The House
Date Published18 August 2021
Price£ 7.99

The House

by Tom WatsonImogen Robertson

Labour MP Owen McKenna receives a demand to withdraw a parliamentary question, under threat that his role in the tragic case of a former colleague will be exposed in the press.


The title of this book can be taken to refer to parliament, the centre of activity for all the characters, but also harks back to the site of crucial events in 2008/9 when the protagonists shared accommodation at the start of their careers. The narrative shifts back and forth between that time and 2022, when the book is set.

The house was shared between four people, all at the time working for the Labour Party: Owen, Philip, Georgina and Jay. The authors convey convincingly an atmosphere of belief and dedication that enabled the group of bright young enthusiasts to commit long hours for low pay and scant praise. Events take a dark turn, however, when Jay finds that someone is spreading rumours about him. His reputation is severely damaged, and his despair leads eventually to a catastrophic result.

Owen has felt some guilt over his share in these events for the past 11 years but the matter is brought forcibly to his attention when he is threatened with a hostile press exposure of his role in the affair if he does not withdraw a parliamentary question he has tabled about the use of NHS data. The question highlights the profits made by some private companies by mining the data, and the reluctance of the appropriate department to use available systems to limit the information released.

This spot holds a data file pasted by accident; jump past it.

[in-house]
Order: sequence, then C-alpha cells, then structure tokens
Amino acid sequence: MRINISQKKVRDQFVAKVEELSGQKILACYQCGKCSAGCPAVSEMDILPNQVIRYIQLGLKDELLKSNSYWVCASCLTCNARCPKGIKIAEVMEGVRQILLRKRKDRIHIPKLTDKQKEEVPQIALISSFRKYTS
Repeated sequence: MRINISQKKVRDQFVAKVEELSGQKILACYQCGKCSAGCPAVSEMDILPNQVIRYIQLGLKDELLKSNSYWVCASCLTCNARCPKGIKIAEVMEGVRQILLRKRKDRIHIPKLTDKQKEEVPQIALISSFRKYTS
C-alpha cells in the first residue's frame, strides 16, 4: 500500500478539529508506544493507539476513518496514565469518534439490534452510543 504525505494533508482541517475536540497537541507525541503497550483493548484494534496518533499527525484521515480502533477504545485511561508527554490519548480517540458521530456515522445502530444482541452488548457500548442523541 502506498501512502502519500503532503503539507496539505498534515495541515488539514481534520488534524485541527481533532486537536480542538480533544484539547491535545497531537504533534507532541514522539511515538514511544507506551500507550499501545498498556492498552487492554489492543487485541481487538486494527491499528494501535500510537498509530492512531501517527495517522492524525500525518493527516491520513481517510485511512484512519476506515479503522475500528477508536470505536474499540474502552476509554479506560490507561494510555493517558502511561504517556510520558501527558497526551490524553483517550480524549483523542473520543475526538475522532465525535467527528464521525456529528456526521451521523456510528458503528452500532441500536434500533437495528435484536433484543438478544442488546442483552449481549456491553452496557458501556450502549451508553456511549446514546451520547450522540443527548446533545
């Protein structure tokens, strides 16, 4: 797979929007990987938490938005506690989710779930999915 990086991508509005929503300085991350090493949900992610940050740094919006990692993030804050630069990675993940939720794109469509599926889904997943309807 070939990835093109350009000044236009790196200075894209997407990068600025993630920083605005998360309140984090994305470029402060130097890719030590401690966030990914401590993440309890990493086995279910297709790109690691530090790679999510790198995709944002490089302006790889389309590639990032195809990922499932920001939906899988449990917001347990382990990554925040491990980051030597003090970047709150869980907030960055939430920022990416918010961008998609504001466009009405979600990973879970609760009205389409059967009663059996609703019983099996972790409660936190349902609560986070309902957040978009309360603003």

The book covers a period of weeks over which Owen looks back in detail at the period ending with Jay’s downfall, and after many years makes contact with Philip, from whom he has been estranged since Philip’s desertion of Labour for the Conservative Party. As the detail of past events is slowly revealed, we come to understand what happened to Jay, and Owen realises how he should proceed.

Tom Watson’s experience in the highest political spheres, in government and out, has no doubt contributed to the sense that life at Westminster is realistically depicted here. Since The Thick of It hit the screens it has been difficult to regard politics other than in a certain way, and both its frenetic pace and vituperative relationships find echoes in this book. There are also passages that make a case for the value of politics and the passionate belief that motivates many politicians; in other words a balanced picture is presented.

The story is well told, and the knowledge and skills of the two authors mesh well to regulate the pace at which the reader is allowed to build up suspicion about who really torpedoed Jay’s world. I also liked the spare details about life in 2022, where Covid is still a problem and the combined effects of the virus and Brexit has had a distinctly negative effect on life. One fervently hopes that the authors’ fears are overdone.

Reviewed 22 January 2022 by Chris Roberts